FOR IMMEDIATE RELEASE:
Bryan McCann, Media Relations
Campaign to End the Death Penalty – Austin
http://www.nodeathpenalty.org <http://www.nodeathpenalty.org> (National)
http://www.freekenneth.com (Free Kenneth Foster)
San Antonio Native Kenneth Foster to be Executed for Driving a Car
May 8, 2007, Austin, Tex. – Supporters of Texas death row inmate Kenneth Foster,
Jr. learned last week that the U.S. Supreme Court has refused to here his appeal
and that the state has since set an August 30 execution date for the San Antonio
native. Foster was sentenced to death for involvement in the 1996 murder of
Michael T. LaHood, Jr. Prosecutors claimed that Foster knowingly drove the
getaway car carrying assailant Mauriceo Brown, who was executed June 19, 2006.
Foster was convicted on the basis of Texas’s Law of Parties, which states a
defendant can be held criminally responsible for the offense of another if
“acting with intent to promote or assist the commission of the offense he
solicits, encourages, directs, aids or attempts to aid the other persons to
commit the offense” or if the crime “was one that should have been anticipated
as a result of the carrying out of the conspiracy.”
Foster and his supporters acknowledge he was driving the car on the night of
LaHood’s murder. However, they maintain that Foster was unaware a crime was
going to take place. Brown claimed that he shot LaHood in self-defense and
stated he did so on his own. During Fosters appeal, at the evidentiary
hearing, Dwayne Dillard, the other defendant in the case, testified that Foster
started to drive away after hearing the gunshot but Dillard told him to stop. A
juror claimed that he would have voted for a different verdict had he known that
Foster had tried to drive away after the gunshot. But Dillard’s testimony was
not presented at the trial.
Foster’s supporters also claim that his conviction under the Law of Parties was
unconstitutional. They note that the trial judge instructed the jury that it
could find Foster guilty of capital murder based on association with Brown
exclusively, without evidence that Foster intended to rob and kill LaHood.
This, they claim, contradicted the Supreme Court’s decision in Enmund v.
Florida. In that case, the Supreme Court ruled that the death penalty violates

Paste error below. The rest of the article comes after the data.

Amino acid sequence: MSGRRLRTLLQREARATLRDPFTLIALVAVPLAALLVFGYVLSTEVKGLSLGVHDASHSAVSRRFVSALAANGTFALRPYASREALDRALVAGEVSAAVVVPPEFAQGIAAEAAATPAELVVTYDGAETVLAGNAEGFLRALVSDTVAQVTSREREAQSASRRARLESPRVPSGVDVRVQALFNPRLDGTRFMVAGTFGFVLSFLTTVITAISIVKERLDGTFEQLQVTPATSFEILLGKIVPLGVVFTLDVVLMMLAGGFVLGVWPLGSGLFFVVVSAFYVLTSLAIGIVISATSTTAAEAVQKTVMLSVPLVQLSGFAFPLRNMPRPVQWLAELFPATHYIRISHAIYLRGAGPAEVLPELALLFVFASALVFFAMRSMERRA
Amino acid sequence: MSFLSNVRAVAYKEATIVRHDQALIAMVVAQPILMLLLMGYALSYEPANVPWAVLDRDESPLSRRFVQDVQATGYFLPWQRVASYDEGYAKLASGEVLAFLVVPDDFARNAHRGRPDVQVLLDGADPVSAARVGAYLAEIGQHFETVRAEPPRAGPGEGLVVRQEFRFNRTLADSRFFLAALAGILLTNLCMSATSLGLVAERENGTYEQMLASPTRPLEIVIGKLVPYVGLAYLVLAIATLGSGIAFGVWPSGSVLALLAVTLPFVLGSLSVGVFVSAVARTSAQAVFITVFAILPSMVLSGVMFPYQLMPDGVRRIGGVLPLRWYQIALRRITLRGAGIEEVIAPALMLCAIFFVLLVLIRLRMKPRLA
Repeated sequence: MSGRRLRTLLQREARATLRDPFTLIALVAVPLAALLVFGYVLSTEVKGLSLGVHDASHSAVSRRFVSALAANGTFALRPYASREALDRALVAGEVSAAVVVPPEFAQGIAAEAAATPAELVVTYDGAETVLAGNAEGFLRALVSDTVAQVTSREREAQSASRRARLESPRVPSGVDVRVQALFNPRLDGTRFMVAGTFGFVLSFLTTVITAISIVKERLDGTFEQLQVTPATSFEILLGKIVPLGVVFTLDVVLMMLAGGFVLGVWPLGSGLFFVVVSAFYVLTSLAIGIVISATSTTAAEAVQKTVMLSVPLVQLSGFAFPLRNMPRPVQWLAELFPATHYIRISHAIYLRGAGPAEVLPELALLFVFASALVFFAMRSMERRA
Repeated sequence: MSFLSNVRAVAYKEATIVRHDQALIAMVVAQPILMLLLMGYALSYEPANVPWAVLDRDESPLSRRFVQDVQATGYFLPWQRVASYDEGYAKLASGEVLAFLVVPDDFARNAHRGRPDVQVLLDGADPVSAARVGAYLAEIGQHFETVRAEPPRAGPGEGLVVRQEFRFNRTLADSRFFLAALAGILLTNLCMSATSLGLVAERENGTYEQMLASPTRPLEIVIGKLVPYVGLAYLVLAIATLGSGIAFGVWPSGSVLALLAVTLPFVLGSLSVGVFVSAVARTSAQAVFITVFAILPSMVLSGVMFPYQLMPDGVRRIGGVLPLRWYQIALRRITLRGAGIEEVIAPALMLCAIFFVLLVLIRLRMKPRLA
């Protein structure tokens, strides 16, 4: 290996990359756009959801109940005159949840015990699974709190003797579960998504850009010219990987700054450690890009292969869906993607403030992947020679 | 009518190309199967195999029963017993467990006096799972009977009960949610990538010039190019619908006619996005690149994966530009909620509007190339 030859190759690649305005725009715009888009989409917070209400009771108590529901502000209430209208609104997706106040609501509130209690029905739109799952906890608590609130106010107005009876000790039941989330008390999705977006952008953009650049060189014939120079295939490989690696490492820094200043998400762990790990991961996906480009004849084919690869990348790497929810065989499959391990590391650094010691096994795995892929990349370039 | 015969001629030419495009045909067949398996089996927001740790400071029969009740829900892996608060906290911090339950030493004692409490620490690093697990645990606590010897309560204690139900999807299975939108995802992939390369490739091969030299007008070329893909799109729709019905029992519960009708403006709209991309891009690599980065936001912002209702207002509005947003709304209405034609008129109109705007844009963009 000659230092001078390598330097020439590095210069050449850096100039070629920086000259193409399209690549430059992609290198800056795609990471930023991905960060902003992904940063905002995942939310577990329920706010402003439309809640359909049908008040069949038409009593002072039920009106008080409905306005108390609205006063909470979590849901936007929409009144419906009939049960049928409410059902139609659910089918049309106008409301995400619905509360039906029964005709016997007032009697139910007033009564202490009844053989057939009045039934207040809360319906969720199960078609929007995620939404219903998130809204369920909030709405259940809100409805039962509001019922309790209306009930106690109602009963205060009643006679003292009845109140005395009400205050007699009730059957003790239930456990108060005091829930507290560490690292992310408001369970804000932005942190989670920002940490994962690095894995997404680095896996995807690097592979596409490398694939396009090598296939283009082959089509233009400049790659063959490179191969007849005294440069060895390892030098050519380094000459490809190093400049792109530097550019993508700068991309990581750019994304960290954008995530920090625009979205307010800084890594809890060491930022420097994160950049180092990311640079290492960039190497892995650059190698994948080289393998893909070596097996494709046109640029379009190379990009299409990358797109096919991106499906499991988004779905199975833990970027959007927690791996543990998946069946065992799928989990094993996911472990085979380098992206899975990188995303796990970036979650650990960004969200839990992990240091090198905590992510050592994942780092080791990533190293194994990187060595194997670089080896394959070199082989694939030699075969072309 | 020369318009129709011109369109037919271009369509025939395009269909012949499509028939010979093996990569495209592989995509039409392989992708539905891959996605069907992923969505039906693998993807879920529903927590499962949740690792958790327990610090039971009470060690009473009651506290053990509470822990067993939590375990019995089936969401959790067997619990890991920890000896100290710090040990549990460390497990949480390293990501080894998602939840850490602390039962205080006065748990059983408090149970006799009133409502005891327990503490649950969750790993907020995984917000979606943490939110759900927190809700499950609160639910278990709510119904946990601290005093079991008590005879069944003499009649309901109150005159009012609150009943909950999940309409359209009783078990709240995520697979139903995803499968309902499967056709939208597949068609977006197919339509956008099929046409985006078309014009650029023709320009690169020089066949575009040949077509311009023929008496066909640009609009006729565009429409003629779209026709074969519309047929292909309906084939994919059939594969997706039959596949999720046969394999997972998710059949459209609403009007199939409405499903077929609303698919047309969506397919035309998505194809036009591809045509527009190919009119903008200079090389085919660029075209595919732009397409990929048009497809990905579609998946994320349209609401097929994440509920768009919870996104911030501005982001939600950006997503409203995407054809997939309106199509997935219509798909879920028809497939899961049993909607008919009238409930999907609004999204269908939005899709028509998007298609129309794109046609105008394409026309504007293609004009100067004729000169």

the Eighth Amendment and is a disproportionate punishment when the defendant
did not intend that the victims be killed or did not anticipate lethal force
might be used in the course of a robbery or to effect a safe escape.
“My brother is being put to death for being in the wrong place at the wrong
time, plain and simple,” explained Foster’s sister and advocate Claire Dube.
Dube also noted that Foster has an international network of supporters who hope
to stop the impending execution over the coming months. “The fact that we have
a date is real blow, but we are not giving up. Kenneth is a fighter and we
plan to fight with him every step of the way.”
Texas executes more individuals than any state in the country. So far this
year, the state has performed thirteen executions. Jose Moreno is scheduled to
be put to death on May 10, 2007. Nationally, support for capital punishment
continues to drop in the wake of growing concern surrounding the method of
lethal injection and the risk of executing innocent people. Florida and
California are two of several states that have recently halted executions
following claims that lethal injection causes condemned inmates to experience
pain before they die.
The Campaign to End the Death Penalty is a national abolitionist organization
based in Chicago. The Austin chapter was founded in 1999. The CEDP opposes
capital punishment for five reasons: it is racist, it targets the poor, it
condemns the innocent to die, it does not prevent crime, and it is cruel and
unusual. Online: http://www.nodeathpenalty.org <http://www.nodeathpenalty.org> .